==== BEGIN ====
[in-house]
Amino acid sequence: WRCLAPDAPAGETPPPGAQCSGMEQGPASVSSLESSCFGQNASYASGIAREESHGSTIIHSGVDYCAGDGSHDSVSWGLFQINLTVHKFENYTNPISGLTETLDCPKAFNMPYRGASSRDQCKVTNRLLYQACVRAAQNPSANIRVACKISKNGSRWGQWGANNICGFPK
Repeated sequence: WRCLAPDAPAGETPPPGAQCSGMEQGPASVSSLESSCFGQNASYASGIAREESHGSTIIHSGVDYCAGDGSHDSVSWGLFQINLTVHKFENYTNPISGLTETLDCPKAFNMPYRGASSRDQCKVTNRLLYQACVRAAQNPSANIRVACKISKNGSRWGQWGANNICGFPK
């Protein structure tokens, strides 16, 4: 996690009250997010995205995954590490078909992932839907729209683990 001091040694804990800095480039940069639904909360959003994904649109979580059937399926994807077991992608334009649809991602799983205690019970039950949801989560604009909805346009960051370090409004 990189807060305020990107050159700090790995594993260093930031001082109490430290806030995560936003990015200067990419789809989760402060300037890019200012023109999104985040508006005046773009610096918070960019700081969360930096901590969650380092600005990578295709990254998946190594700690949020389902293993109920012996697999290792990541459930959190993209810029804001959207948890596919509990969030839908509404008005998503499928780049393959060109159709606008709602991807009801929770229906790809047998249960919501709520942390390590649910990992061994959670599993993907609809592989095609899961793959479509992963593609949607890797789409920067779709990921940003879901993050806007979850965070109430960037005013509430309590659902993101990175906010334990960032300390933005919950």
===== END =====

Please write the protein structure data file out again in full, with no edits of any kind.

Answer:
[in-house]
Amino acid sequence: WRCLAPDAPAGETPPPGAQCSGMEQGPASVSSLESSCFGQNASYASGIAREESHGSTIIHSGVDYCAGDGSHDSVSWGLFQINLTVHKFENYTNPISGLTETLDCPKAFNMPYRGASSRDQCKVTNRLLYQACVRAAQNPSANIRVACKISKNGSRWGQWGANNICGFPK
Repeated sequence: WRCLAPDAPAGETPPPGAQCSGMEQGPASVSSLESSCFGQNASYASGIAREESHGSTIIHSGVDYCAGDGSHDSVSWGLFQINLTVHKFENYTNPISGLTETLDCPKAFNMPYRGASSRDQCKVTNRLLYQACVRAAQNPSANIRVACKISKNGSRWGQWGANNICGFPK
């Protein structure tokens, strides 16, 4: 996690009250997010995205995954590490078909992932839907729209683990 001091040694804990800095480039940069639904909360959003994904649109979580059937399926994807077991992608334009649809991602799983205690019970039950949801989560604009909805346009960051370090409004 990189807060305020990107050159700090790995594993260093930031001082109490430290806030995560936003990015200067990419789809989760402060300037890019200012023109999104985040508006005046773009610096918070960019700081969360930096901590969650380092600005990578295709990254998946190594700690949020389902293993109920012996697999290792990541459930959190993209810029804001959207948890596919509990969030839908509404008005998503499928780049393959060109159709606008709602991807009801929770229906790809047998249960919501709520942390390590649910990992061994959670599993993907609809592989095609899961793959479509992963593609949607890797789409920067779709990921940003879901993050806007979850965070109430960037005013509430309590659902993101990175906010334990960032300390933005919950």